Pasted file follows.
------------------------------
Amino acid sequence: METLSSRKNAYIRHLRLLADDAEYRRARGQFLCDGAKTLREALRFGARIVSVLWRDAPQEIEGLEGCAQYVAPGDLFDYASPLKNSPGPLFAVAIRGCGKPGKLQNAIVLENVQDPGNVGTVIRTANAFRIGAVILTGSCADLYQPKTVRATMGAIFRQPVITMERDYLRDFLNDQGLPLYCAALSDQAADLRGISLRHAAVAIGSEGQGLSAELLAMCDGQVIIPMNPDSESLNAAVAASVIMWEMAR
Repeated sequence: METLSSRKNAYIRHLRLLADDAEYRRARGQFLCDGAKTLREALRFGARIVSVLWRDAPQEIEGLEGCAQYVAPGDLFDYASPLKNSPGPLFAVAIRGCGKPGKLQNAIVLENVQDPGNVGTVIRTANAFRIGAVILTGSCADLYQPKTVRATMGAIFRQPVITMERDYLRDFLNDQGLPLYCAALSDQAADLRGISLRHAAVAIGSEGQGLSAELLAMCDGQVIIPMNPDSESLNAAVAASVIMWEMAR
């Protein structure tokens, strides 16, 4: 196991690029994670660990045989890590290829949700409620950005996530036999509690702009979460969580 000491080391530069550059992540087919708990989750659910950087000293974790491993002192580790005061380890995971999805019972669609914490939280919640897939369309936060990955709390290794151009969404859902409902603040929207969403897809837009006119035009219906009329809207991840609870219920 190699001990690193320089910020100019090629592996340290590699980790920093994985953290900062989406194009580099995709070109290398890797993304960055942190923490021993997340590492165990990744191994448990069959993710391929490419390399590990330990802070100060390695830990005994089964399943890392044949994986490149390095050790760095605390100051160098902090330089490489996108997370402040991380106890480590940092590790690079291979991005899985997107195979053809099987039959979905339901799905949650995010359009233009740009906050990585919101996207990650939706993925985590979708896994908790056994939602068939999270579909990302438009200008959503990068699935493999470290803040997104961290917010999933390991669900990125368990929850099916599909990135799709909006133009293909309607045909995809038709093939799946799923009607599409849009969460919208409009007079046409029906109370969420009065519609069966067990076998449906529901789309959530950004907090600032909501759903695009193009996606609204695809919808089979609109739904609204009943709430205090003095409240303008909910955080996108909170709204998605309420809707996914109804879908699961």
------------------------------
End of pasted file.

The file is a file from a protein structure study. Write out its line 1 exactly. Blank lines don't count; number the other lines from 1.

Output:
Amino acid sequence: METLSSRKNAYIRHLRLLADDAEYRRARGQFLCDGAKTLREALRFGARIVSVLWRDAPQEIEGLEGCAQYVAPGDLFDYASPLKNSPGPLFAVAIRGCGKPGKLQNAIVLENVQDPGNVGTVIRTANAFRIGAVILTGSCADLYQPKTVRATMGAIFRQPVITMERDYLRDFLNDQGLPLYCAALSDQAADLRGISLRHAAVAIGSEGQGLSAELLAMCDGQVIIPMNPDSESLNAAVAASVIMWEMAR